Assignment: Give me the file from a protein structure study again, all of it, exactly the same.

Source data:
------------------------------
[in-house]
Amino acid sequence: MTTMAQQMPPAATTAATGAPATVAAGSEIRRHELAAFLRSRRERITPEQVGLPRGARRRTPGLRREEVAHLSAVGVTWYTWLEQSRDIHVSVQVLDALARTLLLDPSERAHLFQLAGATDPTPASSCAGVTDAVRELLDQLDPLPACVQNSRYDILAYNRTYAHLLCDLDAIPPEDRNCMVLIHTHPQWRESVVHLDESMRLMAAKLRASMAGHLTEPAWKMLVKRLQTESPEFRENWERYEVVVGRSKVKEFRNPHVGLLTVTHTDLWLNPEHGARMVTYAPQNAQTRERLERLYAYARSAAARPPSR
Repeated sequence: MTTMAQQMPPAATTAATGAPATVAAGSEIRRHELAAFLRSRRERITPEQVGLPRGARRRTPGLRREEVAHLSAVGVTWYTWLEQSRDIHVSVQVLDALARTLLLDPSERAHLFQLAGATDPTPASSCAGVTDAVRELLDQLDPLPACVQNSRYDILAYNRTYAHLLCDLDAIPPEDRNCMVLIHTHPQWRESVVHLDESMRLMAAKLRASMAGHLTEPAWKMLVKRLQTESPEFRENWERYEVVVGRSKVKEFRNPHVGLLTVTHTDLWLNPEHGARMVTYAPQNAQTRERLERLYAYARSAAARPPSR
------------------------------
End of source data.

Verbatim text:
[in-house]
Amino acid sequence: MTTMAQQMPPAATTAATGAPATVAAGSEIRRHELAAFLRSRRERITPEQVGLPRGARRRTPGLRREEVAHLSAVGVTWYTWLEQSRDIHVSVQVLDALARTLLLDPSERAHLFQLAGATDPTPASSCAGVTDAVRELLDQLDPLPACVQNSRYDILAYNRTYAHLLCDLDAIPPEDRNCMVLIHTHPQWRESVVHLDESMRLMAAKLRASMAGHLTEPAWKMLVKRLQTESPEFRENWERYEVVVGRSKVKEFRNPHVGLLTVTHTDLWLNPEHGARMVTYAPQNAQTRERLERLYAYARSAAARPPSR
Repeated sequence: MTTMAQQMPPAATTAATGAPATVAAGSEIRRHELAAFLRSRRERITPEQVGLPRGARRRTPGLRREEVAHLSAVGVTWYTWLEQSRDIHVSVQVLDALARTLLLDPSERAHLFQLAGATDPTPASSCAGVTDAVRELLDQLDPLPACVQNSRYDILAYNRTYAHLLCDLDAIPPEDRNCMVLIHTHPQWRESVVHLDESMRLMAAKLRASMAGHLTEPAWKMLVKRLQTESPEFRENWERYEVVVGRSKVKEFRNPHVGLLTVTHTDLWLNPEHGARMVTYAPQNAQTRERLERLYAYARSAAARPPSR